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Homework Help: Kinetic energy to heat problem

  1. Apr 25, 2013 #1
    1. The problem statement, all variables and given/known data
    1.5ton (1500kg) object is dropped from 20 meters into a bucket with 2.5L of water in it.
    All the kinetic energy is transferred to the water in form of heat.
    What is the temperature rise of the water?

    2. how much the water temperature rises if the object lifts during it's fall, another mass(no friction involved) making it do work, spending 900.0 J before hitting the water.

    3. The attempt at a solution
    right not sure if i did this right but i might did:
    Ek = 0.5*1500kg*(9.81ms^-2)^2 = 750kg*96.2361m/s = 72127.075m/s
    72127.075m/s = 72.127KJ
    specific heat of water = 4.19KJ/Kg*C
    72.127KJ = 4.19KJ/Kg*C * 2.5Kg[=2.5L of water right?] *dT

    temperature rise by 6.886 degrees Celsius.
    is that actually correct?

    trying the 2nd problem for now, waiting for your answer :)

    right, for the 2nd problem, can we just decrease 900 from the 72127.075m/s (=72127.075J) and then calculate the whole thing exactly the same way?
    arriving to dT=6.7997 Celsius?

    please let me know if I am correct on this.
    Thanks a lot! :)
    Last edited: Apr 25, 2013
  2. jcsd
  3. Apr 25, 2013 #2


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    Try the first one again. If a is the acceleration then kinetic energy is NOT equal to (1/2)ma^2. Find a different formula.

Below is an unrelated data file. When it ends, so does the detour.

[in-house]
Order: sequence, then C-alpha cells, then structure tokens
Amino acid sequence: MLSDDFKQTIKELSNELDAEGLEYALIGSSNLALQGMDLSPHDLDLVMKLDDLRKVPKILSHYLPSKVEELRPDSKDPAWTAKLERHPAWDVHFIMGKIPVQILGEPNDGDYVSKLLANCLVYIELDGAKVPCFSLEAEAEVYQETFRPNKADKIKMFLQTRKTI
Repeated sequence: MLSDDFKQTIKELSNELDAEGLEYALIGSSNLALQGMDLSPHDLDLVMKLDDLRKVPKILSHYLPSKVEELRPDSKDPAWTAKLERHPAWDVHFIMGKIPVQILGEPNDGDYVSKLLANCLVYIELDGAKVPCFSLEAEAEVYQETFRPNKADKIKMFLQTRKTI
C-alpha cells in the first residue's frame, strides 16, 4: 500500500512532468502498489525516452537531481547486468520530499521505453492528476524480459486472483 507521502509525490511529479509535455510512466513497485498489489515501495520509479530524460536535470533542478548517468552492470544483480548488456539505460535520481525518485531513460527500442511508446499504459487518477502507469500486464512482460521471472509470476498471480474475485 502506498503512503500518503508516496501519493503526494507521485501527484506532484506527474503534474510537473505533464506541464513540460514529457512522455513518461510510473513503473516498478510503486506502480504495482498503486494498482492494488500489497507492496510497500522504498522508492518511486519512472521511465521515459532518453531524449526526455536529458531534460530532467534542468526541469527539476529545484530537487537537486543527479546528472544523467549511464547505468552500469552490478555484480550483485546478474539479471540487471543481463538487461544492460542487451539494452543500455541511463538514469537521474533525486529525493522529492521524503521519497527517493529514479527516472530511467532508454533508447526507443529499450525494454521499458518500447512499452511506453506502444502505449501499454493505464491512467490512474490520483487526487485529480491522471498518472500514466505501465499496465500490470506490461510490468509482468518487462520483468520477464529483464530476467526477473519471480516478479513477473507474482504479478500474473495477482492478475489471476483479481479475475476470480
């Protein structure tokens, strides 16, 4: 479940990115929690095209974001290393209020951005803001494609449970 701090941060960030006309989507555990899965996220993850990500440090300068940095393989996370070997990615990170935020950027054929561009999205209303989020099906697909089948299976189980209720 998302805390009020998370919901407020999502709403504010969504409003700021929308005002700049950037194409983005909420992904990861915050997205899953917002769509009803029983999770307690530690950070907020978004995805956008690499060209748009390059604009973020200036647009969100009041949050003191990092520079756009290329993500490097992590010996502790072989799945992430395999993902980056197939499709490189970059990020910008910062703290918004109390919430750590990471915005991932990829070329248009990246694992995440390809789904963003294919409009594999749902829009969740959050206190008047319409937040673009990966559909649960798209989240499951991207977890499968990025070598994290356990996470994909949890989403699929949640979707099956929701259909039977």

4. Apr 25, 2013 #3
    is it Ep = 1500KG*9.81m/s^2 *20m ? then i get 294.3KJ

    Is that correct? but this one is Potential energy so I got confused when talked about kinetic in the question.
  5. Apr 25, 2013 #4


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    Yes, that's the one. If the mass get stopped by hitting the water then all of the potential energy will get tranferred to kinetic energy and transferred to the water. (1/2)ma^2 isn't a kinetic energy. It's not much of anything relating to energy. The units are all wrong.
    Last edited: Apr 25, 2013
  6. Apr 25, 2013 #5
    so I go exactly the same way from this point?
    294.3KJ/10.475KJ*C = 28.095C =dT


    it does seems to be more realistic i guess.
    and the 2nd problem would be
    dT = 293.4/10.475 = 28.009C
    That is really close , but it's plausible if the change is only 900J ...is that right?
    thats the last question in my homework, I have been sitting on the last 3 questions all night through (it's 7am now)
  7. Apr 25, 2013 #6


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    Sounds ok. I didn't check the exact numbers. But you dropped an awfully heavy thing a pretty large distance into a small amount of water, hence the large temperature change. For the second part you really didn't change the energy much, so the temp change should be only a little less.
  8. Apr 26, 2013 #7
    Thank you.
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